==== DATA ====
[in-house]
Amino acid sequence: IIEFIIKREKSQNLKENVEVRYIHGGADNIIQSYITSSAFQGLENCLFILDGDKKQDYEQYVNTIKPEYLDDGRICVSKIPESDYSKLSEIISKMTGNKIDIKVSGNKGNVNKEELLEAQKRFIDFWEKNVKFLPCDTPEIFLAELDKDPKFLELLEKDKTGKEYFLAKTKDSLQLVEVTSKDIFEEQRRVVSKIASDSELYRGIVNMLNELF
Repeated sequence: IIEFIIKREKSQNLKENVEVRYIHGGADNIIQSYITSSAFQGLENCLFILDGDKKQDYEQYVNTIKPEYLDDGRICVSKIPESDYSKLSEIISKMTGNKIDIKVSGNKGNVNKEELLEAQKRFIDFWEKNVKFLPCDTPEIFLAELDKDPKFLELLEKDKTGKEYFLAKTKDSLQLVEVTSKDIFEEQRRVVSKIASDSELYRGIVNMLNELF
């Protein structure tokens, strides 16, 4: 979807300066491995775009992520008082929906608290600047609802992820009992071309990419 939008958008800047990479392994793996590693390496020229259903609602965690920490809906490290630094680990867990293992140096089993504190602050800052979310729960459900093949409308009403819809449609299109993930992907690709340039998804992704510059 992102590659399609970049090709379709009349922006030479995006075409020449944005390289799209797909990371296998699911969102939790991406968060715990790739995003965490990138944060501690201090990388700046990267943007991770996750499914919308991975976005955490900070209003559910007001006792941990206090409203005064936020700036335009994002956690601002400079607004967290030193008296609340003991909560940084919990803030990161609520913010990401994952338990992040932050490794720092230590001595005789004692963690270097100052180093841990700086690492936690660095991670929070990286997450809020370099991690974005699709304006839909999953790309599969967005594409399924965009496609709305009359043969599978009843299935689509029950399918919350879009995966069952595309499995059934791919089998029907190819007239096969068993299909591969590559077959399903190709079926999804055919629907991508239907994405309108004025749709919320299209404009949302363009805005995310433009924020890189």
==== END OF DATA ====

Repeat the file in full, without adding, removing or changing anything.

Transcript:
[in-house]
Amino acid sequence: IIEFIIKREKSQNLKENVEVRYIHGGADNIIQSYITSSAFQGLENCLFILDGDKKQDYEQYVNTIKPEYLDDGRICVSKIPESDYSKLSEIISKMTGNKIDIKVSGNKGNVNKEELLEAQKRFIDFWEKNVKFLPCDTPEIFLAELDKDPKFLELLEKDKTGKEYFLAKTKDSLQLVEVTSKDIFEEQRRVVSKIASDSELYRGIVNMLNELF
Repeated sequence: IIEFIIKREKSQNLKENVEVRYIHGGADNIIQSYITSSAFQGLENCLFILDGDKKQDYEQYVNTIKPEYLDDGRICVSKIPESDYSKLSEIISKMTGNKIDIKVSGNKGNVNKEELLEAQKRFIDFWEKNVKFLPCDTPEIFLAELDKDPKFLELLEKDKTGKEYFLAKTKDSLQLVEVTSKDIFEEQRRVVSKIASDSELYRGIVNMLNELF
């Protein structure tokens, strides 16, 4: 979807300066491995775009992520008082929906608290600047609802992820009992071309990419 939008958008800047990479392994793996590693390496020229259903609602965690920490809906490290630094680990867990293992140096089993504190602050800052979310729960459900093949409308009403819809449609299109993930992907690709340039998804992704510059 992102590659399609970049090709379709009349922006030479995006075409020449944005390289799209797909990371296998699911969102939790991406968060715990790739995003965490990138944060501690201090990388700046990267943007991770996750499914919308991975976005955490900070209003559910007001006792941990206090409203005064936020700036335009994002956690601002400079607004967290030193008296609340003991909560940084919990803030990161609520913010990401994952338990992040932050490794720092230590001595005789004692963690270097100052180093841990700086690492936690660095991670929070990286997450809020370099991690974005699709304006839909999953790309599969967005594409399924965009496609709305009359043969599978009843299935689509029950399918919350879009995966069952595309499995059934791919089998029907190819007239096969068993299909591969590559077959399903190709079926999804055919629907991508239907994405309108004025749709919320299209404009949302363009805005995310433009924020890189």